Let $f,g\in B(\mathbb{R})$. Since $C(\mathbb{R})$ is dense in $B(\mathbb{R})$ with respect to $L^1$ convergence, there exist $f_n,g_n\in C(\mathbb{R})$ bounded s.t. $f_n,g_n$ converge to $f,g$ respectively in $L^1$. Now similarly, the same equalities as the previous case hold. Note that this time the equality $<\phi,\underset{n,m\longrightarrow \infty}{lim}f_ng_n(A)\phi>=\underset{n,m\longrightarrow \infty}{lim}<\phi,f_ng_n(A)\phi>$ holds because since $f_n,g_n$ are bounded and $\mu_\phi$ is finite, we can use the bounded convergence theorem.

• more easily said than done! If you feel like elaborating and writing it out I'll be happy to accept your answer. BTW, so you say $f(A)$ is indeed self adjoint for any measurable bounded $f$? Commented Oct 2, 2017 at 14:27
• I added some details. Where do you use $f(A)$'s self-adjointness? Commented Oct 3, 2017 at 14:20
• I used $f(A) = f(A)^*$ in my proof of property 2. Commented Oct 3, 2017 at 14:49
• I don't see where. Commented Oct 6, 2017 at 11:51
• $||\Phi(f)|| = sup_{||\phi||=1}[||f(A)\phi||] = sup_{||\phi||=1}(\phi,f(A)\phi)$ On the second equality; it doesn't hold generally I believe. Commented Oct 6, 2017 at 13:37

There is a lot of problems in your question, so I don't know where to begin my answer. But I believe your question will be answered if you answer my questions step by step.

First, the definition of $g(A)$ has some prblems. Why dose there exist $g(A)$ such that $(\psi,g(A)\psi):=\int_{\sigma(A)}gdu_\psi$?

Second, what's the definition of $f(A)$ for $f\in B(\mathbb{R})$?

Maybe the problem in your question is: Why dose there exist such $h_{\psi, g}$? It is because $T_1$ is bounded. So once $\Phi$ is defined, it is continuous.

For 1, (a) $\Phi$ is linear.

(b)To prove $\Phi$ preserves involution, we only need to verify $\Phi(f)$ is hermitian if $f$ is real because of (a). Since $(\phi, \Phi(f)\phi)=\int f d\mu_\phi$ is real for all $\phi$, $\Phi(f)$ is hermitian.

(c)To prove $\Phi$ preservers product, we have to prove:for all $f, g\in B(\mathbb{R})$, $$(\phi, \Phi(fg)\phi)=(\Phi(\bar f)\phi, \Phi(g)\phi)=\sum_{k=0}^3 i^k(\phi_k, \Phi(g)\phi_k)~~(polarization),$$ i.e., \begin{align}\label{eq} \int fg d\mu_\phi=\sum_{k=0}^3 i^k\int gd\mu_{\phi_k}.\tag{1}\end{align}

(c.1)Fixed $f\in C(\mathbb{R})$. Since the above equation holds for all continous function $g$, it also holds for all bounded measurable function $g$.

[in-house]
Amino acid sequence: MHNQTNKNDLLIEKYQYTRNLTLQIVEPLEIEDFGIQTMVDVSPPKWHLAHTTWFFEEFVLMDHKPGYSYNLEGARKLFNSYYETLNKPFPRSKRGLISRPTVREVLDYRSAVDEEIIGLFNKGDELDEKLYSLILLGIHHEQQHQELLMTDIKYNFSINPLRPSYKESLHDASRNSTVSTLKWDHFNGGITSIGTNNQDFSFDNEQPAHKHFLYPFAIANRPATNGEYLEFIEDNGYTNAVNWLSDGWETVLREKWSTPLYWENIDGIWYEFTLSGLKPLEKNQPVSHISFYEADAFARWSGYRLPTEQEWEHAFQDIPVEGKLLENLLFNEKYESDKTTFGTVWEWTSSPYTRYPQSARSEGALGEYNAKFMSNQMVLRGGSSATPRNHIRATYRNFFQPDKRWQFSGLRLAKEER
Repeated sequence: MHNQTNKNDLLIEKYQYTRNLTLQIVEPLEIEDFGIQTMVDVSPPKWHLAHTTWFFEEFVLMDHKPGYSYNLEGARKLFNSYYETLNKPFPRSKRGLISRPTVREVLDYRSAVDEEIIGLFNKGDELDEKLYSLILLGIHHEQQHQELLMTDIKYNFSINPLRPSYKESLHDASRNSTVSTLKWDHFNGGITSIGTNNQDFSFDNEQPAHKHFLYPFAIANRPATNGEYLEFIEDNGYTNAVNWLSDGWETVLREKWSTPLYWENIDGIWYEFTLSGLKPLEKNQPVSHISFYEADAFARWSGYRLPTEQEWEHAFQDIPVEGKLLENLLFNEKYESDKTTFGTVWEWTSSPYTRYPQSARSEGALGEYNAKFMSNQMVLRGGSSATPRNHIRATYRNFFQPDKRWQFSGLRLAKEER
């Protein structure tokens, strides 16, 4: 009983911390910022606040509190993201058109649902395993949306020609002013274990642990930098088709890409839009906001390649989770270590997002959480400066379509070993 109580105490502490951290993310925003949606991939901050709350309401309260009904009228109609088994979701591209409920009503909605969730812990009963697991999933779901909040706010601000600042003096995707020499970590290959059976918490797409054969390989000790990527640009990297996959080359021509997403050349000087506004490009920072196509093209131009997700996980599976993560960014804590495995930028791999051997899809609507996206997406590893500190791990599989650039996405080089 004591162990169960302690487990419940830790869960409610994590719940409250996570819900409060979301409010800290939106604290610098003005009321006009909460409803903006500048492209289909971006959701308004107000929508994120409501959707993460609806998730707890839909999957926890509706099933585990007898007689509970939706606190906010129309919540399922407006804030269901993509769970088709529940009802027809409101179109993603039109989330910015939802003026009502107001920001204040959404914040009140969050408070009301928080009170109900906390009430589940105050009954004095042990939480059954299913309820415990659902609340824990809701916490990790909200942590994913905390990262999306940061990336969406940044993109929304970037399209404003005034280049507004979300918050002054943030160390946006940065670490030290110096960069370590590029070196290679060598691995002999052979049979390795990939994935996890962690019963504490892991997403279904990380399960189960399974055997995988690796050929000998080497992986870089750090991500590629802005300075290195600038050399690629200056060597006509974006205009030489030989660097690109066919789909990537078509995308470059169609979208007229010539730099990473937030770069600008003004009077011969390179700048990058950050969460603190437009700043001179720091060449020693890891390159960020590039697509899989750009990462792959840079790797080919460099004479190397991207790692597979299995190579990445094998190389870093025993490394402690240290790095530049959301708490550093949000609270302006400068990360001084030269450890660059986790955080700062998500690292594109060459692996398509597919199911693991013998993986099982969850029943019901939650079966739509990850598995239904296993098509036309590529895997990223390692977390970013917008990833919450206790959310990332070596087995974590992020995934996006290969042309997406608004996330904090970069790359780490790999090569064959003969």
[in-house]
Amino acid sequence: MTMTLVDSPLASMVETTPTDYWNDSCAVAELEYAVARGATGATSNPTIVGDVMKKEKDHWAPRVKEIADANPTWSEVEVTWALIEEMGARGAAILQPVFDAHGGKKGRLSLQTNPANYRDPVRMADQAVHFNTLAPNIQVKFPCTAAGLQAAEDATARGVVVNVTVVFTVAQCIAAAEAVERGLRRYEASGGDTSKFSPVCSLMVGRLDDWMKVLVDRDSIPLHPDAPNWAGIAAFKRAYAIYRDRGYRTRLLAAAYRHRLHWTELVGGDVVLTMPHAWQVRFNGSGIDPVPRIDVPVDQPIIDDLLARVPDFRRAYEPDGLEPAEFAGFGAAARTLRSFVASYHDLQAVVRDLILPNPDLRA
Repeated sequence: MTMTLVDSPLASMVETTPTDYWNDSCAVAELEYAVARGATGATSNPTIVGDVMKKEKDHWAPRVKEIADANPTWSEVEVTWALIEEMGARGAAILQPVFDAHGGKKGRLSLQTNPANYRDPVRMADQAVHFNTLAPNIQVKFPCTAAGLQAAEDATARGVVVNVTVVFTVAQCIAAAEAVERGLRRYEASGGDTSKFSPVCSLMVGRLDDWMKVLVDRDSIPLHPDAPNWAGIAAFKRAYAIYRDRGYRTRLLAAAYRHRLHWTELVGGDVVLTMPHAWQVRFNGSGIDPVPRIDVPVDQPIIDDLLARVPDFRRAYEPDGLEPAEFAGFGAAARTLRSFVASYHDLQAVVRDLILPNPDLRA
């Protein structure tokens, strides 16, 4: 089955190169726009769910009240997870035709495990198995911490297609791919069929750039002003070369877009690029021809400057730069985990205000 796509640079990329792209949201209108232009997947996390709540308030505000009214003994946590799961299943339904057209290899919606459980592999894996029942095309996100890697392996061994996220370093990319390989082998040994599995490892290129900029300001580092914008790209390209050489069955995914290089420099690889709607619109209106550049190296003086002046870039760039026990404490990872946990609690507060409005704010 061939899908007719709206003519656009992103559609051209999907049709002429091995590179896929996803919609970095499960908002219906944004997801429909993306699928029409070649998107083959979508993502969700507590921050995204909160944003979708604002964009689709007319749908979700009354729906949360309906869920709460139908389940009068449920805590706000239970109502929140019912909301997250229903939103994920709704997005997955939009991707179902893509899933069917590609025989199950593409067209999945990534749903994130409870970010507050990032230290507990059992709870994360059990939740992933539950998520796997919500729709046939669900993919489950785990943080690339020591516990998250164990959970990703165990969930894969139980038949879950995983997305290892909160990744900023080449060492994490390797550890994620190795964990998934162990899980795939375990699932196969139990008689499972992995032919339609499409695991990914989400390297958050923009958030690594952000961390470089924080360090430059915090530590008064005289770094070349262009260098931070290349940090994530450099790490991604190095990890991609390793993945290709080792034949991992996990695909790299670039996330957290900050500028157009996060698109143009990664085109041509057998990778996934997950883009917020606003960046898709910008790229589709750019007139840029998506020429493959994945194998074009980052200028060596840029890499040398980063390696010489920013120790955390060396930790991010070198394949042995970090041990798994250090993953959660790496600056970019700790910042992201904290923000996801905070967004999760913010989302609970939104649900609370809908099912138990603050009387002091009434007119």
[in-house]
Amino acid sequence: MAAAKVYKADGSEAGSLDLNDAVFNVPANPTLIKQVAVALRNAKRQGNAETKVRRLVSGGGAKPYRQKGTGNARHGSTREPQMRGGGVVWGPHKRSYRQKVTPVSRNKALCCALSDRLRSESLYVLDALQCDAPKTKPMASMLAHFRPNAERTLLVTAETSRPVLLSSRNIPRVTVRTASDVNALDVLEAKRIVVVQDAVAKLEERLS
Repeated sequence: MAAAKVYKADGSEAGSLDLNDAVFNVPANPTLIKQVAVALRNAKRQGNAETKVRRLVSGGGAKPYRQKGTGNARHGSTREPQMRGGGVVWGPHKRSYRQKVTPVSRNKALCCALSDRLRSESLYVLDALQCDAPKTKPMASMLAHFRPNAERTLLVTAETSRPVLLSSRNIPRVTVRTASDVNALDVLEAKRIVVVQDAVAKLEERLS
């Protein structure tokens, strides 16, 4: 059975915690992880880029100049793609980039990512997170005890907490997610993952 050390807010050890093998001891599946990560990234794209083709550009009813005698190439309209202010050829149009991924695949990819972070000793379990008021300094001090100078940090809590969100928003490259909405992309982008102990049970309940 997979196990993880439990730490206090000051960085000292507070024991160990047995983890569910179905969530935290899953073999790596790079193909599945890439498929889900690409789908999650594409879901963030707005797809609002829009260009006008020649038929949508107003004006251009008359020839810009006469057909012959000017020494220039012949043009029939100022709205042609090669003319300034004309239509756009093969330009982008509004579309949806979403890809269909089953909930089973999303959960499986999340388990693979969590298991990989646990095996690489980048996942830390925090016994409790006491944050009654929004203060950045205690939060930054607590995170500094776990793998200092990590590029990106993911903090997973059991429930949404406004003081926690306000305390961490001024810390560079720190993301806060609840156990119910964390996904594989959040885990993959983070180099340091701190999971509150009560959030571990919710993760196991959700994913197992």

(c.2)Because of (c.1), for all continuous function $f$ and bounded measurable function $g$ $$\overline{(\phi, \Phi(\bar f\bar g)\phi)}=\overline{(\Phi( f)\phi, \Phi(\bar g)\phi)},$$ i.e. $$(\phi, \Phi(gf)\phi)=(\Phi(\bar g)\phi, \Phi(f)\phi),$$ that is, \begin{align} \int gf d\mu_\phi=\sum_{k=0}^3 i^k\int fd\mu_{\phi'_k}.\end{align} So it also holds for all bounded measurable function $f$. Done!

Details for (c.1): By Riesz Representation theorm,

Theorem 1. $$C(X)^*\cong M(X),$$ where $X$ is a compact space and $M(X)$ denotes all the complex regular Borel measure on $X$.

Another useful theory(V.4.1 in Conway's text):

Theorem 2. Suppose $X$ is a normed space, then the closed unit ball of $X$ is $\sigma(X^{**},X^*)$ dense in the closed unit ball of $X^{**}$.

For every bounded measurable function $g\in B(\sigma(A))\subset C(\sigma(A))^{**}$, there is a net $g_i\in C(\sigma(A))$ such that $$g_i\xrightarrow{\sigma(C(\sigma(A))^{**},C(\sigma(A))^*)}g$$ by theorem 2. That is precisely $$\int g_i d \mu\to\int g d \mu$$ for every $\mu \in M(\sigma(A))$ by theorem 1. Note that $fd\mu\in M(\sigma(A))$ for $f\in B(\sigma(A))$ and $\mu\in M(\sigma(A))$.

• the left hand side isn't an inner product, to my understanding. It is notation. The definition of $(\phi, g(A)\psi)$ later as a "polarization" form gives me an extension of the inner product. This is how I understood this construction. Does that make sense? Commented Oct 9, 2017 at 11:40
• You mean $\langle \phi,\psi\rangle=(\phi, g(A)\psi)$ is an inner product? Commented Oct 9, 2017 at 11:47
• see here, page 4: math.mcgill.ca/jakobson/courses/ma667/… Commented Oct 9, 2017 at 11:49
• He means $(\phi, g(A)\psi)$ is merely notation, the extension is also a notion. Do you agree? Commented Oct 9, 2017 at 11:59
• This depend on the definition of the inner product "(\cdot, \cdot)".The inner product in the question is linear for the second term and conjugate linear for the first item. Commented Oct 11, 2017 at 10:59